Benny Russell
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Benny Russell

Band Jazz Classical


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Born February 21, 1958 in Baltimore, Maryland, Russell started clarinet lessons at age 7 under the instruction of Mr. James H. Holliman.
At 12 he began playing tenor. And by the time he was 15, sitting in with the Morgan State bands, Russell was playing tenor, alto and soprano saxophones as well as clarinet, bass clarinet and flute. 1976 was the year he became a full-time undergraduate student at Morgan State, and during that time he also started gigging for the Manhattans, the Four Tops, and Richard "Groove" Holmes in addition to several other artists who toured the area. Shortly after his college graduation, Benny moved to New York and quickly formed a jazz orchestra called the NEW YORK ASSOCIATION--a seventeen-piece ensemble that featured such noted jazz artists as trumpeters Cecil Bridgewater and Tom Harrell, saxophonist John Purcell, trombonists Steve Turre and Robin Eubanks, pianist Onaje Allan Gumbs, and drummer Mike Clark.
Since then, Russell has been steadily building an impressive list of credits. Besides arranging and performing for off-Broadway shows like Beehive, he's worked with Otis Rush, Harry Belafonte, Mino Cinelu, Craig Harris, Jimmy Owens, Junior Cook, Mor Thium and a host of others. Russell can also be heard on The Cosby Show and A Different World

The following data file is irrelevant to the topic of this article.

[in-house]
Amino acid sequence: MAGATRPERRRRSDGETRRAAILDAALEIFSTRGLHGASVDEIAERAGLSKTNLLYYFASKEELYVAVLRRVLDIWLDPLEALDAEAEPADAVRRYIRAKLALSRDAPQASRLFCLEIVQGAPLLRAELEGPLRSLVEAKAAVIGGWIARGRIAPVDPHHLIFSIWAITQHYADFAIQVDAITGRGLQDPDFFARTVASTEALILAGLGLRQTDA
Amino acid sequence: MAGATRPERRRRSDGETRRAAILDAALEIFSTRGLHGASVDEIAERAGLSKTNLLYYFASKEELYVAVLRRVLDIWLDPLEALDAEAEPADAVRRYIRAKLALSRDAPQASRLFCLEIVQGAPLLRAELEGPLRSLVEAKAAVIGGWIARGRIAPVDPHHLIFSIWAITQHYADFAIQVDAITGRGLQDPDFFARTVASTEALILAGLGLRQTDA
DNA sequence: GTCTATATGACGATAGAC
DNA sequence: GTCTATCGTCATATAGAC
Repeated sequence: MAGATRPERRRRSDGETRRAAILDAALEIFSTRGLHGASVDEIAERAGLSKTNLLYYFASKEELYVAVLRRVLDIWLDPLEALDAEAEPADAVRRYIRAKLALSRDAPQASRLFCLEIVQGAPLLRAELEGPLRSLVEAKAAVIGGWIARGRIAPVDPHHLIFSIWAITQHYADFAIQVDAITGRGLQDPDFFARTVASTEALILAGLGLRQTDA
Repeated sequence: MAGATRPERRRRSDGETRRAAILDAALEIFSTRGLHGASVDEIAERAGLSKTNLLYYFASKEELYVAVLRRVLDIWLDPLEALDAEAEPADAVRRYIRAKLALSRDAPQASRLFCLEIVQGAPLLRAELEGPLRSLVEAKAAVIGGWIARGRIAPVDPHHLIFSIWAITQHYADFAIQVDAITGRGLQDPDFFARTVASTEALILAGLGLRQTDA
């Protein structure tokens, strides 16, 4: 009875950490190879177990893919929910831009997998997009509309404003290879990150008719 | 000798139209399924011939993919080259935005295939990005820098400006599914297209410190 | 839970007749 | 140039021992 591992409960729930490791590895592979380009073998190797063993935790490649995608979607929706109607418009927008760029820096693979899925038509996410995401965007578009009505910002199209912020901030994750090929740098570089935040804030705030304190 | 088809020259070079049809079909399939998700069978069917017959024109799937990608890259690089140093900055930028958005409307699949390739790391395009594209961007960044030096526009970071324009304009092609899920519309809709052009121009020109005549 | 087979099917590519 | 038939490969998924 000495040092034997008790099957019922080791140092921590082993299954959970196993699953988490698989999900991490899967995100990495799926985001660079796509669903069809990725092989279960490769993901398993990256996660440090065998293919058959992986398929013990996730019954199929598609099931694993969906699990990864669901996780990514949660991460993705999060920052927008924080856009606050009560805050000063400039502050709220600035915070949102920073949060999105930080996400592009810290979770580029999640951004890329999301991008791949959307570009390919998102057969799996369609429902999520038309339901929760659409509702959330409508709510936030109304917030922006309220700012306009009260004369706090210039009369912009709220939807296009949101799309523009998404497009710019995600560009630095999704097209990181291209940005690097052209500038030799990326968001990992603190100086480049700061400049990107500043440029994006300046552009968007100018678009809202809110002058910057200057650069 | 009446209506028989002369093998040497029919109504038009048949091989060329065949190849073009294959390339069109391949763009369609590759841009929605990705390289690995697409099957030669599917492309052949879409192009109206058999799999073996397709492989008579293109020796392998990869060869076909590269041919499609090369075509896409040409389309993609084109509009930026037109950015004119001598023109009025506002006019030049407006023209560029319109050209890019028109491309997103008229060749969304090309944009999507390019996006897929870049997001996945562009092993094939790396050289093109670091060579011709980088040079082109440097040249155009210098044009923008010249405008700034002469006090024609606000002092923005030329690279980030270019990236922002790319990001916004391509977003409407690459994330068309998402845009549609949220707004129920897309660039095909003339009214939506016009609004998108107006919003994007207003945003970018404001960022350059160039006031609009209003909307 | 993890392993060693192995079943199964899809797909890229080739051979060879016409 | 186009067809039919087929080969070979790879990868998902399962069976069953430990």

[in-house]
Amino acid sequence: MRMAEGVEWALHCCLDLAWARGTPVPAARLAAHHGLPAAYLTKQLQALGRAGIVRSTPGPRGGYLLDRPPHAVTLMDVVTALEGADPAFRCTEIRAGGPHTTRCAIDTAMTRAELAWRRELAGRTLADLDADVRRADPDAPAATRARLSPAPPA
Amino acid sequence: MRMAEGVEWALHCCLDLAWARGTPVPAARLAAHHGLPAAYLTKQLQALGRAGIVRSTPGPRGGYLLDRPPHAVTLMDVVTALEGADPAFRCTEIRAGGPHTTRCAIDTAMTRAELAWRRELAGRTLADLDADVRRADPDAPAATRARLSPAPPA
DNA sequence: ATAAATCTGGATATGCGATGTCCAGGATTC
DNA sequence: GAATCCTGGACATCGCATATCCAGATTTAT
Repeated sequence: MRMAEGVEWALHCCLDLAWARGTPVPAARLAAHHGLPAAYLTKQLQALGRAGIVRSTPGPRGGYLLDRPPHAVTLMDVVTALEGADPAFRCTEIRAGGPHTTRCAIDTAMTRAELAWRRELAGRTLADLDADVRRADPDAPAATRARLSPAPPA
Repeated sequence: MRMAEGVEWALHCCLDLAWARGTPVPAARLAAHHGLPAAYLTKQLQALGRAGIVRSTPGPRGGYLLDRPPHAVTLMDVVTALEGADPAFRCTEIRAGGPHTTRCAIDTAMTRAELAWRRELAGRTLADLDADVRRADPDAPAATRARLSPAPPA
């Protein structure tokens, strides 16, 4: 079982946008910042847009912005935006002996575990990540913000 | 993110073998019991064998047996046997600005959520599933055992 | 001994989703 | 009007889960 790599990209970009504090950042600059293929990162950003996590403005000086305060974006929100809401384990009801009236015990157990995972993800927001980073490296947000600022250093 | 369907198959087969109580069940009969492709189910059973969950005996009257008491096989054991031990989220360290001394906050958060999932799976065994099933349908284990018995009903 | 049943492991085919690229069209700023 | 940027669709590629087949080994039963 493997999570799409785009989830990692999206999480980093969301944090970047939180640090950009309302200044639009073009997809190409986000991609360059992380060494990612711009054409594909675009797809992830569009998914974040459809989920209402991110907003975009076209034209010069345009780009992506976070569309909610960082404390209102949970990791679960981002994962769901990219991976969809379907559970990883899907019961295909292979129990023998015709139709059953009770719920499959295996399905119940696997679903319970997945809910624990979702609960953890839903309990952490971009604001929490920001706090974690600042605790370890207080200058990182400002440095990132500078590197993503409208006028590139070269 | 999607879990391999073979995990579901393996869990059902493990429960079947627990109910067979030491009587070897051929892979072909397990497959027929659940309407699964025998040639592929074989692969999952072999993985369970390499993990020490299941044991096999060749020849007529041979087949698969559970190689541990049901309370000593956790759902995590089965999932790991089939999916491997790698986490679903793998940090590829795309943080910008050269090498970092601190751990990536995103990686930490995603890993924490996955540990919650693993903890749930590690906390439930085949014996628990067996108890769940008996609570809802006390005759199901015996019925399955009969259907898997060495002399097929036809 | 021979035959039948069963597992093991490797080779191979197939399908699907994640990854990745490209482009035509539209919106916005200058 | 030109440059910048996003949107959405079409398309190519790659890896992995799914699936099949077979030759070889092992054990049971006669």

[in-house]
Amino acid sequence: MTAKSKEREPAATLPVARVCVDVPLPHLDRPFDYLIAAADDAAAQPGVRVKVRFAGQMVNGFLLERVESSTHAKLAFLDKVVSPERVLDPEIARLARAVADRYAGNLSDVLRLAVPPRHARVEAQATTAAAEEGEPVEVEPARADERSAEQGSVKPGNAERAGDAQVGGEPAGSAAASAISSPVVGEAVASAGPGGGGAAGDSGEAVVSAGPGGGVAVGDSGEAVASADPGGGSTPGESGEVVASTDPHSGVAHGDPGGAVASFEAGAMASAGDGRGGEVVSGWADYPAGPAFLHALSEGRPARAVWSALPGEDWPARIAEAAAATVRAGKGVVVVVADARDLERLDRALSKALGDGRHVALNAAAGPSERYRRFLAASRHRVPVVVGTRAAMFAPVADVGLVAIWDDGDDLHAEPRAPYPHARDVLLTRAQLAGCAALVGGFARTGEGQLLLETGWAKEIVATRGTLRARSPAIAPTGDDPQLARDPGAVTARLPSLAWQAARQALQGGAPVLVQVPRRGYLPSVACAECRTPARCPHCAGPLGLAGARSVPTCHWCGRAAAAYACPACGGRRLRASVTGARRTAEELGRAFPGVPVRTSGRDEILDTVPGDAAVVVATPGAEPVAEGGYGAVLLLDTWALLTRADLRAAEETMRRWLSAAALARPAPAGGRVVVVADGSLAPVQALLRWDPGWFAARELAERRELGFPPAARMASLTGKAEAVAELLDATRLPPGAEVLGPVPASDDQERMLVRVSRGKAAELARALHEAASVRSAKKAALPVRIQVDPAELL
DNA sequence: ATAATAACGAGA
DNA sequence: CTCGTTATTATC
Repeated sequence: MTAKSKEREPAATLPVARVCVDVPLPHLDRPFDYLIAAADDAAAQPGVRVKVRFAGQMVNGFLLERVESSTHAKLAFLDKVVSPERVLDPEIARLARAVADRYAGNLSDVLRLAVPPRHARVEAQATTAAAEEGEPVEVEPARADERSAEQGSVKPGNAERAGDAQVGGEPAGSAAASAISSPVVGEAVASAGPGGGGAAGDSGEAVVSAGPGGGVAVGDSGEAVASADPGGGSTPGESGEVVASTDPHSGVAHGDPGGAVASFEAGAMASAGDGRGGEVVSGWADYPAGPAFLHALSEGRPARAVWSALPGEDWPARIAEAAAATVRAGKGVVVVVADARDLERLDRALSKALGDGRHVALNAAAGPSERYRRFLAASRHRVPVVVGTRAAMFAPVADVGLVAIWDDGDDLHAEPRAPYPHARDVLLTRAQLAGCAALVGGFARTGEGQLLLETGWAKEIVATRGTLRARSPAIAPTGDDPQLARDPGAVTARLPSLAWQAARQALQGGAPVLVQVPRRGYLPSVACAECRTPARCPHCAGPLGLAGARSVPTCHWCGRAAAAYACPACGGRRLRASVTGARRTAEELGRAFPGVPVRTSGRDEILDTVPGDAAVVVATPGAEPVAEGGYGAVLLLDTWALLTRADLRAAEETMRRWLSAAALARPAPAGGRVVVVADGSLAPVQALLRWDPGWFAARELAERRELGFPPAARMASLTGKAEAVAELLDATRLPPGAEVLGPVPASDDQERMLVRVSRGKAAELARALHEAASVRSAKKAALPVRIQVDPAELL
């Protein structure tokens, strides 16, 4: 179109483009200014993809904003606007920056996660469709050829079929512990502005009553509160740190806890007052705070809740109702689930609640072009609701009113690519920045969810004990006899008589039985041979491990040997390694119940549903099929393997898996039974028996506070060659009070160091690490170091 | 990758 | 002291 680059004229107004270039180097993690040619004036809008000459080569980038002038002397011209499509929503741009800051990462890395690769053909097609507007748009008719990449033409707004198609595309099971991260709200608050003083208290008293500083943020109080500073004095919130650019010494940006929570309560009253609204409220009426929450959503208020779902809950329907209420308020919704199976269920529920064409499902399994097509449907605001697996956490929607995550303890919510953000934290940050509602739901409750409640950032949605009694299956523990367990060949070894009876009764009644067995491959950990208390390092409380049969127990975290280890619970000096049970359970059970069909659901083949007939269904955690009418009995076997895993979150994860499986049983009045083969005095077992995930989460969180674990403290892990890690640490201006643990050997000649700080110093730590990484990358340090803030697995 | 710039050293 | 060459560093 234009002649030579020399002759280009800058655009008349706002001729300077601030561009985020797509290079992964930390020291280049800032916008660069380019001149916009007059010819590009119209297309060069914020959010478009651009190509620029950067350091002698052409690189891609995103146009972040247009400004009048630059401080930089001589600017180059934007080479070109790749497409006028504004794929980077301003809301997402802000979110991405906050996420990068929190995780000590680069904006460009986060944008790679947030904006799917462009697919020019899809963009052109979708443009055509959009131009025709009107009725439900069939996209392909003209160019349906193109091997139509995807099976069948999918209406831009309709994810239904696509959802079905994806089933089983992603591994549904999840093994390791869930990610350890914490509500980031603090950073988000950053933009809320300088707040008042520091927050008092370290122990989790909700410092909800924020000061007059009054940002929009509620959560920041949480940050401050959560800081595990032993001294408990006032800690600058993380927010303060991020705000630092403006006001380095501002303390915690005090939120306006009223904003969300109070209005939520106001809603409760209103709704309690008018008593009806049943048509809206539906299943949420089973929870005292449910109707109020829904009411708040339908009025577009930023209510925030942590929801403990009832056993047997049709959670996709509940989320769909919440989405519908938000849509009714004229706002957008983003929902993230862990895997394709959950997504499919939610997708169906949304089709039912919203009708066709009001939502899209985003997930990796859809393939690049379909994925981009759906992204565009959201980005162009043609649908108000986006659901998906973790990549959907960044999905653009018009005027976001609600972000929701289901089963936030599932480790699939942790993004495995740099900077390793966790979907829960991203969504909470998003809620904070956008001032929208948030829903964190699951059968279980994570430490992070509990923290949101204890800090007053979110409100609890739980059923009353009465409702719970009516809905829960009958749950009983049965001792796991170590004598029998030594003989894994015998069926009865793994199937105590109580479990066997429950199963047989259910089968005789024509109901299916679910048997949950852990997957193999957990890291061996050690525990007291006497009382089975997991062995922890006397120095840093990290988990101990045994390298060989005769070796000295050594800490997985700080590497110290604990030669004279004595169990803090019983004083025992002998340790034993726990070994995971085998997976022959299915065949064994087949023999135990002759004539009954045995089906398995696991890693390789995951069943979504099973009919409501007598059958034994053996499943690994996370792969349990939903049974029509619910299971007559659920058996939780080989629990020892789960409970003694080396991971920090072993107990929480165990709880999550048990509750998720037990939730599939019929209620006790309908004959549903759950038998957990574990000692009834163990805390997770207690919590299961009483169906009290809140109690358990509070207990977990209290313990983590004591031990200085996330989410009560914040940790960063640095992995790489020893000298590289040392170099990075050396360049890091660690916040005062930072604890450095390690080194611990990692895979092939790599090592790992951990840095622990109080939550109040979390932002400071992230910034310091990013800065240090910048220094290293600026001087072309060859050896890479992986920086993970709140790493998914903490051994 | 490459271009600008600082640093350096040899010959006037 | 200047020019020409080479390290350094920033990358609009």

In 1995 Russell chaired the jazz division at the Brooklyn Conservatory of Music, where he also taught jazz history. While working at the Conservatory, he was able to launch a string of other cultural activities that served Brooklyn, including a program of workshops for high school students in the Brooklyn public school system, the Charlie Parker Birthday Festival, and regular performances with the Next Legacy Orchestra. Next Legacy Orchestra is a big band for which Russell writes and arranges as co-director with saxophonist Jorge
He first worked with this group when it was known as the David Murray Big Band. When Murray decided to move to Paris in '96, he asked Russell to take on the role of leader, the name was changed and the group got a home on the Conservatory's stage. After a recent performance there, the Next Legacy Orchestra was described by New York Times. critic Ben Ratliff as "one of the best overlooked bands in the city."
In February, 2002, Russell presented his work Langston Hughes: The Soul of His Words to a large audience at the Museum of Natural History in New York. The three-movement piece written for 19 piece Jazz orchestra and three actors was received with a standing ovation and a citation from the Borough President Marty Markowitz of Brooklyn, New York. In February 2004, the piece was extended to five movements and received equally as well at the St. Francis College in Brooklyn, New York. In 2004, Russell chaired the Jazz department at the Maryland Conservatory of Music where he produced the 100th Anniversary Celebration of the birth of Count Basie which included Grammy-nominated artists Frank Foster, Antonion Hart and Mark Gross.
In February 2005, Russell was commissioned to write a Jazz score for Zora Neale Hurston’s play Cold Keener and it was received well at Baltimore’s Loyola College.
In 2008, Mr. Russell was commissioned by the Multicultural Music Incorporation to write a trhee movement suite entitled The Darfur Chronicles which was performed by the Bronx Arts Ensemble and featured the highly acclaimed actress Nora Cole as the narrator.